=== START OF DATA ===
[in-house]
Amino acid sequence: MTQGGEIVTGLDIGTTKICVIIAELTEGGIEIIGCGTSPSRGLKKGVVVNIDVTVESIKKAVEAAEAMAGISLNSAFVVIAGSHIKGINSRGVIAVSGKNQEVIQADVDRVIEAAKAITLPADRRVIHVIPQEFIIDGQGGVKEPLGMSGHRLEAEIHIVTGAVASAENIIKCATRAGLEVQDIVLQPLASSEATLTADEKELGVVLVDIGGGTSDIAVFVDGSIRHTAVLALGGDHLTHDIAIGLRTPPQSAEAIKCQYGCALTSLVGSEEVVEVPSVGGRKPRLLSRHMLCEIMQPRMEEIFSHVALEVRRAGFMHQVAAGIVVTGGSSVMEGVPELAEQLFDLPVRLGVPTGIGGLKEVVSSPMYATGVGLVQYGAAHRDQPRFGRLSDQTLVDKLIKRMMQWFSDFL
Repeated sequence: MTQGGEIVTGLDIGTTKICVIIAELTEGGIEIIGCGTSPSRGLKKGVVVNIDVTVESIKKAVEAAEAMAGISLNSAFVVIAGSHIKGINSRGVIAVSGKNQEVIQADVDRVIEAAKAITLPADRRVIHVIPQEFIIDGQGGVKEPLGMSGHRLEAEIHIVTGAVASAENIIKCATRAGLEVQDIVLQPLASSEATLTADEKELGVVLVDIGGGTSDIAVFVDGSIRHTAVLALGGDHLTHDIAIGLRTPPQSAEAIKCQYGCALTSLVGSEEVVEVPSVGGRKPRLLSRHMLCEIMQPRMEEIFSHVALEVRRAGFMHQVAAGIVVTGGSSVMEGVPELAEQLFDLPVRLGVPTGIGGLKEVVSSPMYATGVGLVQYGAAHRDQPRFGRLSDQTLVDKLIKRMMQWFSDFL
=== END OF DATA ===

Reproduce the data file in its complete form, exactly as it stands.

[in-house]
Amino acid sequence: MTQGGEIVTGLDIGTTKICVIIAELTEGGIEIIGCGTSPSRGLKKGVVVNIDVTVESIKKAVEAAEAMAGISLNSAFVVIAGSHIKGINSRGVIAVSGKNQEVIQADVDRVIEAAKAITLPADRRVIHVIPQEFIIDGQGGVKEPLGMSGHRLEAEIHIVTGAVASAENIIKCATRAGLEVQDIVLQPLASSEATLTADEKELGVVLVDIGGGTSDIAVFVDGSIRHTAVLALGGDHLTHDIAIGLRTPPQSAEAIKCQYGCALTSLVGSEEVVEVPSVGGRKPRLLSRHMLCEIMQPRMEEIFSHVALEVRRAGFMHQVAAGIVVTGGSSVMEGVPELAEQLFDLPVRLGVPTGIGGLKEVVSSPMYATGVGLVQYGAAHRDQPRFGRLSDQTLVDKLIKRMMQWFSDFL
Repeated sequence: MTQGGEIVTGLDIGTTKICVIIAELTEGGIEIIGCGTSPSRGLKKGVVVNIDVTVESIKKAVEAAEAMAGISLNSAFVVIAGSHIKGINSRGVIAVSGKNQEVIQADVDRVIEAAKAITLPADRRVIHVIPQEFIIDGQGGVKEPLGMSGHRLEAEIHIVTGAVASAENIIKCATRAGLEVQDIVLQPLASSEATLTADEKELGVVLVDIGGGTSDIAVFVDGSIRHTAVLALGGDHLTHDIAIGLRTPPQSAEAIKCQYGCALTSLVGSEEVVEVPSVGGRKPRLLSRHMLCEIMQPRMEEIFSHVALEVRRAGFMHQVAAGIVVTGGSSVMEGVPELAEQLFDLPVRLGVPTGIGGLKEVVSSPMYATGVGLVQYGAAHRDQPRFGRLSDQTLVDKLIKRMMQWFSDFL